While Maharashtra is stepping up its efforts to curb female foeticide after disturbing census data on the State's child sex ratio, more needs to be done
Government of Maharashtra has stepped up its activities against the growing practice of female foeticide after the 2011census threw up alarming data on the child sex ratio in the State. In association with UNFPA, it upped the frequency of raids and sealed several sonography centres. There is now a toll free helpline where complaints are registered and action initiated. But much more clearly needs to be done, says Dr Vibhuti Patel, Director, PGSR & Head, Dept of Economics, SNDT Women's University, Mumbai.
“Both the rural and urban centres are not doing well. The bottom four districts are Beed, Jalgaon, Ahmednagar and Buldana,” she says.
According to the 2011 census, Beed was the worst affected with a child sex ratio (CSR) of 801 as against 894 in the 2001 census. Jalna's CSR was 847, a fall from 903 in 2001, whereas Aurangabad's was 848, a fall from 890 in the past decade. Similar to these three districts, 30 more districts out of the 35 in the State had registered a decline since the 2001 census of much more than the national average.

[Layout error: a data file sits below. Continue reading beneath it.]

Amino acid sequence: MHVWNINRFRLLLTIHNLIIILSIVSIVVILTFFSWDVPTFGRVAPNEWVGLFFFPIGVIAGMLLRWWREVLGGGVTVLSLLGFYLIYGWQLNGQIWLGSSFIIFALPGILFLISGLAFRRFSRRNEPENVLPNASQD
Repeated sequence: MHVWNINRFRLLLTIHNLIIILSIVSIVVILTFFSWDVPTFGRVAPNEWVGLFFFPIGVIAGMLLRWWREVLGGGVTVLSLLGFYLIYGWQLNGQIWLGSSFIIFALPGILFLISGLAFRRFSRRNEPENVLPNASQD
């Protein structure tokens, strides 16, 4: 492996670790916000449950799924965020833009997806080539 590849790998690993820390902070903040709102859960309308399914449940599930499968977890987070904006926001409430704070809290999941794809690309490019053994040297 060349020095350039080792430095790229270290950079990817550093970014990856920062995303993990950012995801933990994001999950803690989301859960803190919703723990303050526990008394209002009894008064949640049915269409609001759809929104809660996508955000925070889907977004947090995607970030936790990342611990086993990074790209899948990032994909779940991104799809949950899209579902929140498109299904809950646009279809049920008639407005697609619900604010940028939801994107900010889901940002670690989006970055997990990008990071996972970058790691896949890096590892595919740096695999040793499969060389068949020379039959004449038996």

It has been admitted by the government that the cause of sharp decline in sex ratio was a rise in sex determination tests and sex-selective abortions. They put sonography machine operators under a strict scanner. The campaign to ‘Save the Girl Child' was launched as a joint effort of the police, health and administrative officials.
A plan of action for the eight districts of Beed, Jalna, Aurangabad, Latur, Osmanabad, Nanded, Hingoli, and Parbhani was chalked out in collaboration with voluntary organizations in the Marathwada region. Raids of diagnostic centres by the Implementation of Pre Natal and Pre conception diagnostic Techniques (PCPNDT) Act committee revealed large scale sex determination tests leading to selective abortion of female foetuses in Marathwada, Mumbai and Pune.
Although Beed is known for illegal sex-selective abortions, people from throughout the State went there, she says. People from western Maharashtra go to Karnataka and Andhra Pradesh. Those who can afford it go abroad. There is a need for widespread vigilance and awareness, she adds.